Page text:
today my lovely daughter got to play with her cousins over at my mother’s house, a rare enough treat between the busy schedules and the only once a week visits that my mom has “the kids”. (her great-grandchildren). it is always fun for ziona to play with lexi and mikey. i cared for both these kids in our home for a couple of years while their mom, my niece, was struggling with expenditures after her divorce.
today was a rather rainy day and so they all played indoors. a million different kinds of toys littered my mom’s living room floor by the time we arrived. there were big dolls and barbie dolls in various degrees of disrobe, there were toy trucks and stuffed animal toys, parts of games and puzzles strewn about, in short, a regal mess.
my youngest sister, patsy, was also there. she was one of the siblings that was having trouble seeing her way clear to speak to me, largely because of the way i support ziona, allowing her to be the girl she is. my mother had cautioned me before NOT to try to broach the subject with her, she warned that no amount of information about transgender issues would be appreciated by patsy. that was weeks ago, and my sister and i have had a couple of ‘sharing space’ moments since then. mostly because since her divorce she is staying at mom’s and i go there often enough that it seemed logistically silly to try to absent herself from there on the occasions of my visits.
there has never been a feeling of animosity in my heart toward patsy. not even when i learned that one of the calls to the children’s protective services had been hers. so it wasn’t difficult in the slightest for me to habit the same environs as her, and strike up conversations. my mother’s warning wasn’t the reason for not bringing up the subject of transgender with my sister. it’s just that for ziona and i, her being a girl and my support for her are as natural as her blue eyes or my wrinkles and grey hair…we don’t feel compelled to go on and on about the natural stuff.
so my point is that my sister quietly accepts the situation, and is not these days so inclined to let it interfere with our conversations and time in one another’s company.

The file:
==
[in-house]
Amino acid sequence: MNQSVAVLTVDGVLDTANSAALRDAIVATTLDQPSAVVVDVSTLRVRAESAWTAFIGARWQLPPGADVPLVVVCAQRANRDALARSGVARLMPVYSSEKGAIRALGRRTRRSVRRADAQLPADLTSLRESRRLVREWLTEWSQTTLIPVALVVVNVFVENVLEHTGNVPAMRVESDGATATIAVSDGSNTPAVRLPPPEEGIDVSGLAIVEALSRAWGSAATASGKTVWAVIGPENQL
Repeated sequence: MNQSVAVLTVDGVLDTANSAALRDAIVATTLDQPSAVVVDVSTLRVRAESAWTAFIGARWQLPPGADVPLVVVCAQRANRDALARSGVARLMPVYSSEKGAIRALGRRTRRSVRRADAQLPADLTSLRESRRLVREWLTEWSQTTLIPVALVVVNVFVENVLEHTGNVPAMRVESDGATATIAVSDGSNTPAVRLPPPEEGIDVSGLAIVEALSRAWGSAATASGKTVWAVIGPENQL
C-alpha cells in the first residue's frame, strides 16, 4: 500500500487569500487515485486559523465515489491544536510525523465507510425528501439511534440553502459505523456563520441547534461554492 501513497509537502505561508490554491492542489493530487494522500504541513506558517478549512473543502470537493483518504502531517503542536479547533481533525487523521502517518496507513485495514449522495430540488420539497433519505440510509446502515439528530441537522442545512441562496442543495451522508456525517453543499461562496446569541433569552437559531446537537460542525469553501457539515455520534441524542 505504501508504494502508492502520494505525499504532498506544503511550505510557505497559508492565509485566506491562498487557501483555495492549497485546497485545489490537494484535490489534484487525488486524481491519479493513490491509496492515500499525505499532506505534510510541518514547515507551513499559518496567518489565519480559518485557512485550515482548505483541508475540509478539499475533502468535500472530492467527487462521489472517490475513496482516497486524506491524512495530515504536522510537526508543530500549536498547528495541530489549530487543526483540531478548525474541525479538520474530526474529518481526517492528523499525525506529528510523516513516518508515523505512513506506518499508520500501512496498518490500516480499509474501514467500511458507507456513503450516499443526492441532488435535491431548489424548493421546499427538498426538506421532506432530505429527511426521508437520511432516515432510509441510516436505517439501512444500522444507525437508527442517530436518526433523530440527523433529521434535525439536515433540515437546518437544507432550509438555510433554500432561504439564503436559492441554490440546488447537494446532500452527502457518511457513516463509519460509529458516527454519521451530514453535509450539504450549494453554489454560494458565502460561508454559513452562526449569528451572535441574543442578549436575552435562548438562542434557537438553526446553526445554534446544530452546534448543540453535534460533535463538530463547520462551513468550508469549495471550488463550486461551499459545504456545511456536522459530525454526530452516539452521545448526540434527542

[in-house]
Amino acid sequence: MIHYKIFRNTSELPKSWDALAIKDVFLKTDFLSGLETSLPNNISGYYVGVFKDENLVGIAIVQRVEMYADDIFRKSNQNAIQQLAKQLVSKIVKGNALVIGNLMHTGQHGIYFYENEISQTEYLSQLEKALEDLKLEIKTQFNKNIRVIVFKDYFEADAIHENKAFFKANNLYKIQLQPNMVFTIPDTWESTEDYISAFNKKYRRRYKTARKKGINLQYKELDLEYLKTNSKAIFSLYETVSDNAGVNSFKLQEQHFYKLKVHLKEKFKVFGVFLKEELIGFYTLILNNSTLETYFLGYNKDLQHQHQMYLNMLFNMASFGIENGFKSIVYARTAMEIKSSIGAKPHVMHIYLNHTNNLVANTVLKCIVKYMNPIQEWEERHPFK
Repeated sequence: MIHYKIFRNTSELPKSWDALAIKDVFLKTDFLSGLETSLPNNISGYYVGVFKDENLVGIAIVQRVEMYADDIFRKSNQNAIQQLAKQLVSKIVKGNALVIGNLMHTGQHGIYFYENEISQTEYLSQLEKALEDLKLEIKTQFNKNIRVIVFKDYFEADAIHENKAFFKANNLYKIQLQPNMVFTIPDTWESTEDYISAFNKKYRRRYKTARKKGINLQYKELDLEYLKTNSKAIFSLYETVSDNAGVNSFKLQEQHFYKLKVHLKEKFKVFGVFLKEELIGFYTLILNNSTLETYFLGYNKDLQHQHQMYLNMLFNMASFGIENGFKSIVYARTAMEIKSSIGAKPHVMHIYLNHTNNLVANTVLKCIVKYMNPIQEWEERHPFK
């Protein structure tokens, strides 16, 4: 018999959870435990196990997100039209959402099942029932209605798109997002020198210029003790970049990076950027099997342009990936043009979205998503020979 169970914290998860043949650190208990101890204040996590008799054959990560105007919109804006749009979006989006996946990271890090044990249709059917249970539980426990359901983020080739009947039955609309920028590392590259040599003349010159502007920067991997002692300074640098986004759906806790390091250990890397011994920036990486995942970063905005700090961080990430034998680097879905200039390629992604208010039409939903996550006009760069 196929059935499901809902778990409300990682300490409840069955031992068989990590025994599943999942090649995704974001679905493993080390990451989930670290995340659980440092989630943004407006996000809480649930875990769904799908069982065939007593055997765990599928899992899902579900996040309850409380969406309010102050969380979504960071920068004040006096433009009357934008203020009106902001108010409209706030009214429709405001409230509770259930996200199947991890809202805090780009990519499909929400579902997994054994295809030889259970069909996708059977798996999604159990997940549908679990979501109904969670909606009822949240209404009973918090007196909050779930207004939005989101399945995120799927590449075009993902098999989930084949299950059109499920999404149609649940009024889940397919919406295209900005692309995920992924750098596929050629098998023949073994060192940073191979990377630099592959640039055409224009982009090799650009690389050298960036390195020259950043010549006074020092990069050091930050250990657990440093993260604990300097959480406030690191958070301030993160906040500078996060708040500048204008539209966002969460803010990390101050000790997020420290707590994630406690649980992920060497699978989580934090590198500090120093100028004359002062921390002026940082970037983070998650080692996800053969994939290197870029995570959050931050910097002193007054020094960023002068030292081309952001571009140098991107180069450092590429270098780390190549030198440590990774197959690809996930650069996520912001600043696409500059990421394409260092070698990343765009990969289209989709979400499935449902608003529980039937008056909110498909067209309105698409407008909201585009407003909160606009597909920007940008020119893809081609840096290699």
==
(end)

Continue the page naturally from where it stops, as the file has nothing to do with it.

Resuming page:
after all, there are many other things we share in common that we can speak about. she’s an intelligent woman, so am i. we both have lupus so there’s that. and tho i’m not into sports like she and my mom are, i know my way around the lingo and can participate in the excitement of an interception leading to a touchdown, with the best of sports fans.
my mother doesn’t like to think about the transgender stuff either. and i don’t feel inclined to bring up subjects merely for the purpose of controversy. so altho we are able to occupy the same general space and time, there is a rather large two-tonne elephant in the room, (a pink one) that everyone is content to ignore.
i’m am so grateful that this is the case. that my mom, my younger sister, the cousins, my brother thom and the folk who live next door to us have seen fit to ignore the thing that they aren’t prepared to understand. isn’t that strange?
the alternative to quiet acceptance is often ostracism. many families can’t bear to overlook that elephant and won’t embrace it. they disown their members, judge or outright condemn. many people have lost whole cadres of lifelong friends when they’ve come out as transgender, after transitioning, or just for supporting someone’s self-definition and self-determination. when it comes to this issue there is seldom a middle ground.
but when there is a middle ground, it looks just like our situation. we aren’t supported exactly in the ‘path’ we are on, but we haven’t been ‘outcast’ either. we maintain our relationships, albeit with caveats, and no one seems to mind the elephant in the room. and that is okay by me.